Book Reviews | Literary Arts

Linda Sillitoe’s The Thieves of Summer

thievesofsummerLinda Sillitoe. How good to see her name again on the cover of this posthumous  novel, The Thieves of Summer. Many personal and professional memories of this outstanding journalist surfaced for me while reading the newly published recognition of her writing achievement. In somewhat eerie fashion, this book not only evokes the memories of yesteryear in Salt Lake City, but carries an echo of Sillitoe, the journalist, herself.

Sillitoe was one of Utah’s most respected journalists before dying in 2010 of an aortic dissection, following a long battle with chronic fatigue and immune dysfunction syndrome (CFIDS). She was 61 years old. A staff writer for the Deseret News and news feature editor for Utah Holiday magazine, she was nominated three times for a Pulitzer Prize. Best known, perhaps, for her extraordinary investigative reporting of the Mark Hofmann saga with Allen Roberts and published as the book Salamander, she was also a fiction writer and poet, often with Salt Lake and Utah — and the shadings of its dominant faith — throughout. The Thieves of Summer is her final work of fiction, four years after her untimely passing.

In these pages, she basically writes a tribute to the elephant that once lived in Liberty Park. Princess Alice, to be exact. With a composite of 1916-18 news clippings from the Salt Lake Herald and the Salt Lake Telegram placed at the book’s end, the reader can appreciate Sillitoe’s impetus to write a story about an elephant that one day left the job it had been given (of pulling out tree stumps at the park), ran free, and stormed the south end of Salt Lake by trampling everything in its path—barns, sheds, fences—like a “British tank.”

Sillitoe’s Princess Alice however, is a fictional creation who lives in Liberty Park in the sizzling summer of 1938. She is tended by her former circus trainer and now faithful and caring keeper, Hugo Stuka. After a short-lived elephant escape and rescue at the opening of the book, the reader is then introduced to some of the neighbors who live near the park: Nora Taylor, a teenager who exercises horses near the Park (and is incidentally based on the real-life poet, Emma Lou Thayne); Sol Niessen, the lonely man trapped in his close quarters and his obsessions; Lara Schatz, a 16-year old German émigré diagnosed with hysterical paralysis after her leftist parents died in an auto accident and her brother could not escape Germany or Heinrich Himmler’s office where he worked and where he’d been named Himmler’s ideally Nordic godchild; and, at the center of the story, the Evans family with its three curious “ABC Triplets” (Annabel, Bethany, and Carolee) and their older siblings, mean-spirited Joyce, who has a penchant for shoplifting, and Gary, who throws all caution to the wind and impregnates his girlfriend, Margie, who’s still in high school. One of the plot lines surfaces when the triplets each make a summer wish, two of them wishing to see the movie about the Dionne quintuplets, Bethany wanting to teach Princess Alice a new dance step and maybe even ride on her back.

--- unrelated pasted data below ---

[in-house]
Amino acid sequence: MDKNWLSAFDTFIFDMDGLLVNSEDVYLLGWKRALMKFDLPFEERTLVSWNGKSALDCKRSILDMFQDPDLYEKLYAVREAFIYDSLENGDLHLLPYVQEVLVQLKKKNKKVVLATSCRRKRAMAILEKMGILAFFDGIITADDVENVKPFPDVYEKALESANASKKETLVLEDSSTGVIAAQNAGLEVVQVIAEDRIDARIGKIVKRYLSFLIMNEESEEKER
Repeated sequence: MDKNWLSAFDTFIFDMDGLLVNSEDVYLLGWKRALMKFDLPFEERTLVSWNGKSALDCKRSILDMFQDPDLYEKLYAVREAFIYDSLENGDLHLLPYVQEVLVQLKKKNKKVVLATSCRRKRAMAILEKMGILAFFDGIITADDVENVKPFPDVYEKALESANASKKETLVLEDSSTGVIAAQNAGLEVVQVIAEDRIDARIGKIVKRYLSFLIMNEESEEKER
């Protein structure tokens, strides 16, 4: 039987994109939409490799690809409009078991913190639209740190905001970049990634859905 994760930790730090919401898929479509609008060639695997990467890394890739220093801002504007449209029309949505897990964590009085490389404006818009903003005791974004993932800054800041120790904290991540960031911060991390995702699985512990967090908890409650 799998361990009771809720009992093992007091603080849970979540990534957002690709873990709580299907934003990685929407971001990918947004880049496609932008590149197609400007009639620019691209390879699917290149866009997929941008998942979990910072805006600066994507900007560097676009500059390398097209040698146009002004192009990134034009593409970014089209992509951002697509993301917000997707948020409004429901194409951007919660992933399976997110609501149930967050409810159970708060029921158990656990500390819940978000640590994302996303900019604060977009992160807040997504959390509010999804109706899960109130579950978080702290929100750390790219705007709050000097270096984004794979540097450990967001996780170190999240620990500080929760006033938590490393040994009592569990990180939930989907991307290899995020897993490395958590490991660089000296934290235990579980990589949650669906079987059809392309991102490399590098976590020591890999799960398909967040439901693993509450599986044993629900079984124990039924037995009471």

The plot thickens when Sol Niessen abducts two waif-like children. With a tongue coated with snake oil, Sol makes his first conquest when he kidnaps Frankie Stuart, then Pearlann Jones, all of this leading to a widespread search for the missing centered around the environs of Liberty Park. All of this in preparation for a capture of the fair-haired Bethany.

This enchanting novel is full of the stuff of life and is a good read with a worthy plot to disentangle. While I think the best audience for this book is a young adult one, it is a delightful and nostalgic work that will please most anyone interested in the charm and simpler lifestyles of yesteryear.

Had Sillitoe lived to make revisions to this novel, I suspect she would have delved further into the psychology and “what if” analysis of Sol Neissen and his strange idea of putting problem children on the bus when all else failed, which seemed an incomplete thread. She also might have paid more attention to Joyce’s troubled self. This character is not exactly someone who will automatically  “grow out of it,” as her father sighs in resignation, but exhibits some psychotic behavior with her plan to get rid of Margie, who has disrupted the calm of Joyce’s life when she moved into the Evans’ household to await the new, only-whispered-about baby.

But alas. Who knows at what point Sillitoe was in the writing of this, her last, novel? And which ideas or narrative threads had reached complete or incomplete development? All writers know about loose ends having to be tied up as soon as the time is right. Nevertheless, The Thieves of Summer is yet another fine contribution to the written word and the literary life of the city of Salt Lake, the state of Utah, and the world beyond its borders.

Thank you once again, Linda.

Phyllis Barber is the author of eight books, including a trilogy of memoir:  How I Got Cultured: A Nevada MemoirRaw Edges, and To the Mountain: One Mormon Woman’s Search for Spirit. She is the mother of four sons, a founder of the Writers at Work Conference, and a teacher in the Vermont College of Fine Arts MFA in Writing Program for many years.

Categories: Book Reviews | Literary Arts

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